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January 28, 2020

Remington bridge work about 20 percent complete

Photos/Don Del Rosso
The Remington Road bridge restoration forces the detour of about 1,800 vehicles a day.
The bridge closure makes things quieter in her Remington Landing neighborhood, Karla Balk says.
The project has closed one of the routes into and out of downtown Remington.
It’s a small bridge. Why does it take a year to fix?
— Andes Market & Deli owner Mi Yoo with customer Lonnie Brundage
By .(JavaScript must be enabled to view this email address)
Staff Journalist
For some, closure of the Remington Road bridge over the Rappahannock River at the Culpeper-Fauquier County line for rehabilitation amounts to a minor inconvenience.

But Mi Yoo, owner of Andes Market & Deli along Remington Road (Business Route 15) about two-tenths of a mile east of the 90-year-old span, has a different view of the $4.8-million project.

Since the truss bridge’s Nov. 11 closure, business has declined by 50 to 60 percent per day — representing thousands of dollars in lost revenue, according to Ms. Yoo.

In 2018, that portion of Business Route 15 carried an average of 1,800 vehicles per day, according to VDOT.

Before the steel structure shut, many of her customers who headed north on Route 29 from Culpeper County and beyond had used the Remington Road exit to get to her store, Ms. Yoo said.

But the bridge closure has forced them to use Route 15/29 to Route 651 (Freemans Ford Road/West Main Street) to access town and get to her market, she explained. The detour will remain in place until the project’s completion.

“A lot of my customers complain” about that detour, the 60-year-old merchant said.

Others, have skipped it and taken their business elsewhere, accounting for the market’s steep revenue decline, said Mr. Yoo, who bought Andes Market seven years ago.

“It’s a small bridge,” she said. “Why does it take a year to fix?”

Work should be completed by Oct. 9. VDOT awarded the $2.1 million construction contract to M.D. Miller Co. Inc. of Baltimore. Under the agreement, Miller will replace the bridge deck, improve the approach spans on each end and rehabilitate selected truss members. The truss span will remain in place during construction.

But the detour hasn’t deterred customers such as Lonnie Brundage, a Madison County handyman who comes through Remington almost daily.

“It doesn’t really affect me much,” said Mr. Brundage, 59. “I come in that way,” using the bridge exit from northbound Route 29. “But not going out, because it’s too dangerous making the left” turn onto southbound Route 29.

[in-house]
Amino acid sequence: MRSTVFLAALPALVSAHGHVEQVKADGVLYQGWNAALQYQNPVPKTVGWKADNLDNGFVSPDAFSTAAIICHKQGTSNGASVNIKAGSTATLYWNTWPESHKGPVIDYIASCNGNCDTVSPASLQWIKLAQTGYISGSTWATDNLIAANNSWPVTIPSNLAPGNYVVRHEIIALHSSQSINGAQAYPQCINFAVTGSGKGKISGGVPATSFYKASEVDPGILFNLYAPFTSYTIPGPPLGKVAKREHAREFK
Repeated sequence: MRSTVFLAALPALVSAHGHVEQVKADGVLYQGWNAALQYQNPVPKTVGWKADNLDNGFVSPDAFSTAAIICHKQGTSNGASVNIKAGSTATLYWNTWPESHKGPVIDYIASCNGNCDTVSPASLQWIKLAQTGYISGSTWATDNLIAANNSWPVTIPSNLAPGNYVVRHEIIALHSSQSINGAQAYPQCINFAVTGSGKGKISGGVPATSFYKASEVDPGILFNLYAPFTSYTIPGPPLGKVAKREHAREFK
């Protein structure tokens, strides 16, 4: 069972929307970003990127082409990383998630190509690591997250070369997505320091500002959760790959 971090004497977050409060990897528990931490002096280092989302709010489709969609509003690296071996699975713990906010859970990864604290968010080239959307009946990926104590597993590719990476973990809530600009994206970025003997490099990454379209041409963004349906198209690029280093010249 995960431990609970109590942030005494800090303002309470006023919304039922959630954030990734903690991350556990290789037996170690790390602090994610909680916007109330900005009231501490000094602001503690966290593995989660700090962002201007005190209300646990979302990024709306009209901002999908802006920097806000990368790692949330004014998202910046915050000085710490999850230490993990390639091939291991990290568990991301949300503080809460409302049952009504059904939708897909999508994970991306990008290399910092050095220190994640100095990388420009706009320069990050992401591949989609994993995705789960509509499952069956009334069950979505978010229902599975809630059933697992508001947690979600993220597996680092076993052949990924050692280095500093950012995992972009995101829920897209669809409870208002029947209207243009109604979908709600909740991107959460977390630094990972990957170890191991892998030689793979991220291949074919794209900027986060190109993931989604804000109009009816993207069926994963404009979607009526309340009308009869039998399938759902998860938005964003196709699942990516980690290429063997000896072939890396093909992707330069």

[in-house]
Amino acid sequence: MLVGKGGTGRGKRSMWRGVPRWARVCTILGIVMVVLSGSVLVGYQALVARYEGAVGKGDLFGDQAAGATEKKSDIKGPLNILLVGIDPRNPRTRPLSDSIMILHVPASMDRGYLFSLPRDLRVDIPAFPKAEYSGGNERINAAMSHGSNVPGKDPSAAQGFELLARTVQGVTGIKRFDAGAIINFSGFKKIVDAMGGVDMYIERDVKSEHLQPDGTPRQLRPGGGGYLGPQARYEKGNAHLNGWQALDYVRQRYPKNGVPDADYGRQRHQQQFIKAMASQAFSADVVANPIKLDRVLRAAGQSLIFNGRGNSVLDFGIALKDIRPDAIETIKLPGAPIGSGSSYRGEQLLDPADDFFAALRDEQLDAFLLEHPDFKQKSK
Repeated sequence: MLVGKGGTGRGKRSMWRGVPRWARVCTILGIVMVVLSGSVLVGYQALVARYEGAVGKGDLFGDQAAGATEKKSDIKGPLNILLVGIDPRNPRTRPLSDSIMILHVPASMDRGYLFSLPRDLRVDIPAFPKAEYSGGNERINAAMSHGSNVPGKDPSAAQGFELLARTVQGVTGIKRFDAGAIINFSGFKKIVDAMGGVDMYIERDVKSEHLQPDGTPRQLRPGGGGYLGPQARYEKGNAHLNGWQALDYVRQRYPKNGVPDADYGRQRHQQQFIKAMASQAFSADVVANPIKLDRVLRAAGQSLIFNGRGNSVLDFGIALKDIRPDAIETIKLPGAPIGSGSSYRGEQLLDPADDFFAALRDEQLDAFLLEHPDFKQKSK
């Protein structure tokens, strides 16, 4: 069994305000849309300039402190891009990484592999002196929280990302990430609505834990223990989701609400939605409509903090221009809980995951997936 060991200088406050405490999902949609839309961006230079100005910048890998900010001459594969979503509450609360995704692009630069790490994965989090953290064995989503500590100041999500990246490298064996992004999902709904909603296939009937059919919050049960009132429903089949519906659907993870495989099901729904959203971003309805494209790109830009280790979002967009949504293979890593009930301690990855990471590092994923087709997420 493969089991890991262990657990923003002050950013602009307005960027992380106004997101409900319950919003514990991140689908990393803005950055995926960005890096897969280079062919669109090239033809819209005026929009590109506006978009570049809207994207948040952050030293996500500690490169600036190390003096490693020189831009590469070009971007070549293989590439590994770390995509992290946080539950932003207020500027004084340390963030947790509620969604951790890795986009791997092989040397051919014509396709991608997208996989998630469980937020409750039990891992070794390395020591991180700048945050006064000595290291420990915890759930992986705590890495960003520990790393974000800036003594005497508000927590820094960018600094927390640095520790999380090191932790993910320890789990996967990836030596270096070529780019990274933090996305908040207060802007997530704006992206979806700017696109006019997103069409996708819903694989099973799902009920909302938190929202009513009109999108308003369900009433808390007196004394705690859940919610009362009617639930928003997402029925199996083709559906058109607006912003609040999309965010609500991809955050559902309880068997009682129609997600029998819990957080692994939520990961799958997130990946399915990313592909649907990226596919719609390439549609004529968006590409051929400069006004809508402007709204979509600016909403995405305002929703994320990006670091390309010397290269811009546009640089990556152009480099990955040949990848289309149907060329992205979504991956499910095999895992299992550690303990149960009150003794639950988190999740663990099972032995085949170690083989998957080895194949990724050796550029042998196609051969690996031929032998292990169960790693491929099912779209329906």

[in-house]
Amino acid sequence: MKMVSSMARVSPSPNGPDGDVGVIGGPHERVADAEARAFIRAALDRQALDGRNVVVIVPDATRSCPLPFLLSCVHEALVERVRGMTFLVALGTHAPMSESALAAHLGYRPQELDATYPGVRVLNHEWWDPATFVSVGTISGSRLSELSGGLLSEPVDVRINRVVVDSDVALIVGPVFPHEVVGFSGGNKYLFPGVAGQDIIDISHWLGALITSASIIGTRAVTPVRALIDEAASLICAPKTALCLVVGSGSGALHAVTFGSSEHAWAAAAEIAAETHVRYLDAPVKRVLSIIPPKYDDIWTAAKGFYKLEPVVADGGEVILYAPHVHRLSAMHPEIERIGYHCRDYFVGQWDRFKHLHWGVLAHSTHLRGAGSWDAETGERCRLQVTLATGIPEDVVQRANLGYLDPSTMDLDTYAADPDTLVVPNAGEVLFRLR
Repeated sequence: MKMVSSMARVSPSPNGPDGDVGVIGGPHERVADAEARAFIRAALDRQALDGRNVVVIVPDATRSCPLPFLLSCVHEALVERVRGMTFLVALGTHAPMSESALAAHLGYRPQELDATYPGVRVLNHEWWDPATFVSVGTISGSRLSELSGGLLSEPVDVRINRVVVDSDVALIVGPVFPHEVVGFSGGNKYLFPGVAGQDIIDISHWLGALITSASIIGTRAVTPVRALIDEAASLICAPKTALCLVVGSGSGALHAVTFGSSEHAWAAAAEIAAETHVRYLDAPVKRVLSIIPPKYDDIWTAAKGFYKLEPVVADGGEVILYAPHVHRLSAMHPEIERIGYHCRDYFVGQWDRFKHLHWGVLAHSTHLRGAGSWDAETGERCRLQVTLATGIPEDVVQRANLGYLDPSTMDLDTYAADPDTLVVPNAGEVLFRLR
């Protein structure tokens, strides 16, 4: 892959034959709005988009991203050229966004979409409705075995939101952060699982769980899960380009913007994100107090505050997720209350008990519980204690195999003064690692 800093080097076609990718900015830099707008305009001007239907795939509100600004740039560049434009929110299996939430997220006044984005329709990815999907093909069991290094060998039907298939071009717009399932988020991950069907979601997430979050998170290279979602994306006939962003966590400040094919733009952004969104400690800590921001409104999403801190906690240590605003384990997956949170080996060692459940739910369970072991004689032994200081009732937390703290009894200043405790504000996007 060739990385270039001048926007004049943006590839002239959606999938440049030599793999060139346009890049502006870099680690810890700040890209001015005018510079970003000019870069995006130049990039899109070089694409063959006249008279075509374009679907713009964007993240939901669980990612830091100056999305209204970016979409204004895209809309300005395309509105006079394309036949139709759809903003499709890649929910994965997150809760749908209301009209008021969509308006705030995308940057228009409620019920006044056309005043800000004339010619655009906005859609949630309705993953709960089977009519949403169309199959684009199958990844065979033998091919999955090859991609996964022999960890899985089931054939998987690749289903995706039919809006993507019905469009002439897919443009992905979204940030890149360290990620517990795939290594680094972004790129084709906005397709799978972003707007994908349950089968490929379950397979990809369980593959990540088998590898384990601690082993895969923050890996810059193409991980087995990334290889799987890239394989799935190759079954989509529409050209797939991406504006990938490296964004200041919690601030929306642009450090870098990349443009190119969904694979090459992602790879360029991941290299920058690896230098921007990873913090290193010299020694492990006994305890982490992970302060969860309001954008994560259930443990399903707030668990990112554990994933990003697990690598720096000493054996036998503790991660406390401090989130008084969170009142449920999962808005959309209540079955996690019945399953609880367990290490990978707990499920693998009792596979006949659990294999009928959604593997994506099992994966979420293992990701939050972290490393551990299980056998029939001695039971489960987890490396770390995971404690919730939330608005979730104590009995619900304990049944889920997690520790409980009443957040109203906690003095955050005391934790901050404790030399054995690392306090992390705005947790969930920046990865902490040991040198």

Instead, he uses the traffic signal at Freemans Ford Road and Route 29 to head south on the four-lane highway.

Karla Balk, 37, and her family live in Remington Landing, a subdivision along Business Route 15 less than two-tenths of mile east of the bridge.

For safety reasons, Mrs. Balk also avoids the Business Route 15 access to Route 29.

“I don’t like to make the left-hand turn” onto Route 29 south “because the road is so busy,” she said. “I prefer to go to the light (at Freemans Ford Road the four-lane highway). People drive so fast. I don’t like to take the chance.”

In fact, Mrs. Balk, a fitness operations supervisor at the Freedom Aquatic & Fitness Center in Manassas, almost welcomes the bridge closure.

“It’s actually nice, because it makes the road a bit more quiet,” she said, smiling. “I have no complaints.”

Neighbor Jamie Englehart, 40, has no real problems with the bridge closure other than it will prevent her and her brother from tubing at the river’s edge this summer.

“We anchor in” near the bridge, “put some music on,” said Ms. Englehart, a business analyst for CACI, a multinational professional services and information technology company based in Arlington. “It’s one of the reasons I bought the house. I have the Rappahannock River in my backyard. It’s a little slice of heaven.”

Focusing on removal of the bridge deck, Miller has completed about 20 percent of the project.

After crews finish the structure’s steel work, a new concrete deck will be poured.

On a given day, the contractor has 10 to 30 workers, according to VDOT Spokesman Will Merritt.

Prior to its closure, the bridge had a posted weight limit of 11 tons.

“The bridge will be re-inspected once the project is complete and a (weight) posting will be determined at that time,” Mr. Merritt said in an email.

Earlier this month, VDOT awarded a $3.6-million contract to Corman KoKosing Construction Co. of Annapolis Junction, Md., to restore a 142-year-old Waterloo Bridge over the Rappahannock River near Orlean.

Contact Don Del Rosso at Don@FauquierNow.com or 540-270-0300.
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isabella · January 30, 2020 at 2:38 am
In the case of the bridge, work is taking place the road is closed. The Remington bridge is under work, and cbd catalogs about 20 percent completed. The work is fast, so it will complete quickly for the comfort of the people.
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